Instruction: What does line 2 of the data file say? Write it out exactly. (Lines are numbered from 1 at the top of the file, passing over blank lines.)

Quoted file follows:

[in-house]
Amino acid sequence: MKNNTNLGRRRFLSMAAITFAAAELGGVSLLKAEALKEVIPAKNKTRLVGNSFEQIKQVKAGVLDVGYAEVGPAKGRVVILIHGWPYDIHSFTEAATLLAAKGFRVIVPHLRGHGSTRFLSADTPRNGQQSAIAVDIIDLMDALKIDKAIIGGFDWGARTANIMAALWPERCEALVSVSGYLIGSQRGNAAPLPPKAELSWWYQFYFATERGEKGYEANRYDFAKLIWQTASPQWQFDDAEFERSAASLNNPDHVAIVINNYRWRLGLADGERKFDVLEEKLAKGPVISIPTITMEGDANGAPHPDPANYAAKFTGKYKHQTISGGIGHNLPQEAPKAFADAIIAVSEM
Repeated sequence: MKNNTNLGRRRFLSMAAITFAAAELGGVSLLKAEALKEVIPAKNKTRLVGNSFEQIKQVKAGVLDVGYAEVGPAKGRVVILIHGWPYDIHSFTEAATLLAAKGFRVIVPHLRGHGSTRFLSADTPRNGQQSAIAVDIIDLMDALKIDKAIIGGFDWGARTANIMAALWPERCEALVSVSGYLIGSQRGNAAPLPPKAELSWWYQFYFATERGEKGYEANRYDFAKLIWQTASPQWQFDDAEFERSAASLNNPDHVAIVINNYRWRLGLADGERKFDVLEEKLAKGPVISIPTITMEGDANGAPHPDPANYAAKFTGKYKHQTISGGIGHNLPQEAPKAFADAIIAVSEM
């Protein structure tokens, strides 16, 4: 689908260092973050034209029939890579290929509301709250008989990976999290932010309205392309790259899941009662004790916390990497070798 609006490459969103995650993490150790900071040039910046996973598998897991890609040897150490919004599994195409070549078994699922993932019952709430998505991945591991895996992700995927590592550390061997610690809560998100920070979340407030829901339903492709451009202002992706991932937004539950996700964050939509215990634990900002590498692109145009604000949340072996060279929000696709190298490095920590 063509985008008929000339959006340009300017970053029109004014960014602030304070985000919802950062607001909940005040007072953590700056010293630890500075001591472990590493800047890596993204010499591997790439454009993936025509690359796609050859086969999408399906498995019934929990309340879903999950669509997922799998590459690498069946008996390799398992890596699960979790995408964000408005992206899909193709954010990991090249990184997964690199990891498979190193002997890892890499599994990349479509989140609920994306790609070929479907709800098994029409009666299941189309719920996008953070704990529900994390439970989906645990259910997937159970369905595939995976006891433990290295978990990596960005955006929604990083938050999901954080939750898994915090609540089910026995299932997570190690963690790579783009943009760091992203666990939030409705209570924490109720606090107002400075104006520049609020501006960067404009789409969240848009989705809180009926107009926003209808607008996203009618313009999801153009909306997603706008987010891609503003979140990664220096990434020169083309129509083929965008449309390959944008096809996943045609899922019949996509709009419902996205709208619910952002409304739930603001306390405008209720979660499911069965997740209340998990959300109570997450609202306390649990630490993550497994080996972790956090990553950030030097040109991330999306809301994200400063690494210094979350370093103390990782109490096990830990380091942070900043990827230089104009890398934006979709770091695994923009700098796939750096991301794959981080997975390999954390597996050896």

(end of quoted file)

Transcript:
Amino acid sequence: MKNNTNLGRRRFLSMAAITFAAAELGGVSLLKAEALKEVIPAKNKTRLVGNSFEQIKQVKAGVLDVGYAEVGPAKGRVVILIHGWPYDIHSFTEAATLLAAKGFRVIVPHLRGHGSTRFLSADTPRNGQQSAIAVDIIDLMDALKIDKAIIGGFDWGARTANIMAALWPERCEALVSVSGYLIGSQRGNAAPLPPKAELSWWYQFYFATERGEKGYEANRYDFAKLIWQTASPQWQFDDAEFERSAASLNNPDHVAIVINNYRWRLGLADGERKFDVLEEKLAKGPVISIPTITMEGDANGAPHPDPANYAAKFTGKYKHQTISGGIGHNLPQEAPKAFADAIIAVSEM